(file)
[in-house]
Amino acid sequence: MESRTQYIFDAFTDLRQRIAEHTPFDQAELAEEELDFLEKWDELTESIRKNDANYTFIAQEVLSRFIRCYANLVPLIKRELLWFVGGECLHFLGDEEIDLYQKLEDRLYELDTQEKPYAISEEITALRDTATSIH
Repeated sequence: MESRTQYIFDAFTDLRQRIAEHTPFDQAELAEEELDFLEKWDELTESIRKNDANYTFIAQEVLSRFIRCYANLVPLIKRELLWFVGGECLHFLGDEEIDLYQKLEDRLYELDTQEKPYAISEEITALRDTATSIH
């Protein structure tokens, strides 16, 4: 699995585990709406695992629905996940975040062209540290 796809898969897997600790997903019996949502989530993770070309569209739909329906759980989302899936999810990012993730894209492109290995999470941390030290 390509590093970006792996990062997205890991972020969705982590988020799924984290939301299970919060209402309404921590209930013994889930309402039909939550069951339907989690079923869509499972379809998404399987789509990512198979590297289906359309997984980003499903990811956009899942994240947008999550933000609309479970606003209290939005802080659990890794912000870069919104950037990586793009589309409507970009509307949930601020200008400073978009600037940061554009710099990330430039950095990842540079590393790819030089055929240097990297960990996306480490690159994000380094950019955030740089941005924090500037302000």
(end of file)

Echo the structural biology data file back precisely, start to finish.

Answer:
[in-house]
Amino acid sequence: MESRTQYIFDAFTDLRQRIAEHTPFDQAELAEEELDFLEKWDELTESIRKNDANYTFIAQEVLSRFIRCYANLVPLIKRELLWFVGGECLHFLGDEEIDLYQKLEDRLYELDTQEKPYAISEEITALRDTATSIH
Repeated sequence: MESRTQYIFDAFTDLRQRIAEHTPFDQAELAEEELDFLEKWDELTESIRKNDANYTFIAQEVLSRFIRCYANLVPLIKRELLWFVGGECLHFLGDEEIDLYQKLEDRLYELDTQEKPYAISEEITALRDTATSIH
């Protein structure tokens, strides 16, 4: 699995585990709406695992629905996940975040062209540290 796809898969897997600790997903019996949502989530993770070309569209739909329906759980989302899936999810990012993730894209492109290995999470941390030290 390509590093970006792996990062997205890991972020969705982590988020799924984290939301299970919060209402309404921590209930013994889930309402039909939550069951339907989690079923869509499972379809998404399987789509990512198979590297289906359309997984980003499903990811956009899942994240947008999550933000609309479970606003209290939005802080659990890794912000870069919104950037990586793009589309409507970009509307949930601020200008400073978009600037940061554009710099990330430039950095990842540079590393790819030089055929240097990297960990996306480490690159994000380094950019955030740089941005924090500037302000």